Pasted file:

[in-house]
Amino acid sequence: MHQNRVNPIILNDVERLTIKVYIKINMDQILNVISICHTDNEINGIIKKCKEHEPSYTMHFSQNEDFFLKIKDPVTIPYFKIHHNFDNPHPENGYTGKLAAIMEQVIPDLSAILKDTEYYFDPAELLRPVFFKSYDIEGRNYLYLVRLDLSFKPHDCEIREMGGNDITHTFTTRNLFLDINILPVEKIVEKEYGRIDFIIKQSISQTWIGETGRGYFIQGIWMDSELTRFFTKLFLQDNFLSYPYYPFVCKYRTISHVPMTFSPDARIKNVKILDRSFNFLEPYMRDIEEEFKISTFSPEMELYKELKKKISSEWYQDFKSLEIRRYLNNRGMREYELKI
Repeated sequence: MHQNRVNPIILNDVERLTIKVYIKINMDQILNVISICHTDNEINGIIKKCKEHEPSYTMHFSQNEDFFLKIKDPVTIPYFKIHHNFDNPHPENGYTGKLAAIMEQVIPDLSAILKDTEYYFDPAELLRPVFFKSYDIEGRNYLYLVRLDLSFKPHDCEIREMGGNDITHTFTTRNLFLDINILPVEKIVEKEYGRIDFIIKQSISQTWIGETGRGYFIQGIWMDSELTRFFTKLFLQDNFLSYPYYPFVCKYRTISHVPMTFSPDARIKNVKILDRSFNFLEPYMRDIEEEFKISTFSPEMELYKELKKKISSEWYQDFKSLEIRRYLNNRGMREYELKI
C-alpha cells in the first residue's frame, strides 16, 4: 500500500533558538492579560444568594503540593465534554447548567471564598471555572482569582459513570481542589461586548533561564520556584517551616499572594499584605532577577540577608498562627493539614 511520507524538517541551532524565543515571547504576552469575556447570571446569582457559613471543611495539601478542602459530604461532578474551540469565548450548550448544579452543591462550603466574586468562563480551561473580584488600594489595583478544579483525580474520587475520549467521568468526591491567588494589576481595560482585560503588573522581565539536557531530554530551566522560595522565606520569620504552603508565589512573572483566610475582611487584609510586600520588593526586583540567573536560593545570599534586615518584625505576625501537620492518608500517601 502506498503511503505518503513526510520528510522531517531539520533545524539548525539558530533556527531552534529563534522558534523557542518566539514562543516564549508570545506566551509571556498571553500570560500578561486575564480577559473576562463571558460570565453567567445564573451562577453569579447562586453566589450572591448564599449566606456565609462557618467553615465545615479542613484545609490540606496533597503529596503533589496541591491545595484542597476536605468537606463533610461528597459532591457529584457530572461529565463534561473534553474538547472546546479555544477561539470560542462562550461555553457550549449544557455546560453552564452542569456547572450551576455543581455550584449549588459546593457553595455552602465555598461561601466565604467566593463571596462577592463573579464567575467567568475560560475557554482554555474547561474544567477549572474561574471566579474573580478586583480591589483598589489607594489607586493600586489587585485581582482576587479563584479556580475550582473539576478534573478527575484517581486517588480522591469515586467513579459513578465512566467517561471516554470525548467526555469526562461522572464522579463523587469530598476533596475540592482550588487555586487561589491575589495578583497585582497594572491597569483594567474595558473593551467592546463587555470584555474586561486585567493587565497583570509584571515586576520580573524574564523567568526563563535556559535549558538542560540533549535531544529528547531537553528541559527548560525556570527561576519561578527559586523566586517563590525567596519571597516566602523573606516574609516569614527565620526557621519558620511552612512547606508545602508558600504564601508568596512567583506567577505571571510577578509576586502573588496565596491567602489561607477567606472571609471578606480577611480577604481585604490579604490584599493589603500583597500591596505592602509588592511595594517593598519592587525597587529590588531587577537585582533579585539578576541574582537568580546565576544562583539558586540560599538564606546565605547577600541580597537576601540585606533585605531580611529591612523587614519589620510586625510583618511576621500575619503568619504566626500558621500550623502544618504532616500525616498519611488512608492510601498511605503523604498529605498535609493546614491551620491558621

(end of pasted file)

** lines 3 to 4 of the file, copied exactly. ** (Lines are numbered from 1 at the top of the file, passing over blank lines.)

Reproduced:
Repeated sequence: MHQNRVNPIILNDVERLTIKVYIKINMDQILNVISICHTDNEINGIIKKCKEHEPSYTMHFSQNEDFFLKIKDPVTIPYFKIHHNFDNPHPENGYTGKLAAIMEQVIPDLSAILKDTEYYFDPAELLRPVFFKSYDIEGRNYLYLVRLDLSFKPHDCEIREMGGNDITHTFTTRNLFLDINILPVEKIVEKEYGRIDFIIKQSISQTWIGETGRGYFIQGIWMDSELTRFFTKLFLQDNFLSYPYYPFVCKYRTISHVPMTFSPDARIKNVKILDRSFNFLEPYMRDIEEEFKISTFSPEMELYKELKKKISSEWYQDFKSLEIRRYLNNRGMREYELKI
C-alpha cells in the first residue's frame, strides 16, 4: 500500500533558538492579560444568594503540593465534554447548567471564598471555572482569582459513570481542589461586548533561564520556584517551616499572594499584605532577577540577608498562627493539614 511520507524538517541551532524565543515571547504576552469575556447570571446569582457559613471543611495539601478542602459530604461532578474551540469565548450548550448544579452543591462550603466574586468562563480551561473580584488600594489595583478544579483525580474520587475520549467521568468526591491567588494589576481595560482585560503588573522581565539536557531530554530551566522560595522565606520569620504552603508565589512573572483566610475582611487584609510586600520588593526586583540567573536560593545570599534586615518584625505576625501537620492518608500517601 502506498503511503505518503513526510520528510522531517531539520533545524539548525539558530533556527531552534529563534522558534523557542518566539514562543516564549508570545506566551509571556498571553500570560500578561486575564480577559473576562463571558460570565453567567445564573451562577453569579447562586453566589450572591448564599449566606456565609462557618467553615465545615479542613484545609490540606496533597503529596503533589496541591491545595484542597476536605468537606463533610461528597459532591457529584457530572461529565463534561473534553474538547472546546479555544477561539470560542462562550461555553457550549449544557455546560453552564452542569456547572450551576455543581455550584449549588459546593457553595455552602465555598461561601466565604467566593463571596462577592463573579464567575467567568475560560475557554482554555474547561474544567477549572474561574471566579474573580478586583480591589483598589489607594489607586493600586489587585485581582482576587479563584479556580475550582473539576478534573478527575484517581486517588480522591469515586467513579459513578465512566467517561471516554470525548467526555469526562461522572464522579463523587469530598476533596475540592482550588487555586487561589491575589495578583497585582497594572491597569483594567474595558473593551467592546463587555470584555474586561486585567493587565497583570509584571515586576520580573524574564523567568526563563535556559535549558538542560540533549535531544529528547531537553528541559527548560525556570527561576519561578527559586523566586517563590525567596519571597516566602523573606516574609516569614527565620526557621519558620511552612512547606508545602508558600504564601508568596512567583506567577505571571510577578509576586502573588496565596491567602489561607477567606472571609471578606480577611480577604481585604490579604490584599493589603500583597500591596505592602509588592511595594517593598519592587525597587529590588531587577537585582533579585539578576541574582537568580546565576544562583539558586540560599538564606546565605547577600541580597537576601540585606533585605531580611529591612523587614519589620510586625510583618511576621500575619503568619504566626500558621500550623502544618504532616500525616498519611488512608492510601498511605503523604498529605498535609493546614491551620491558621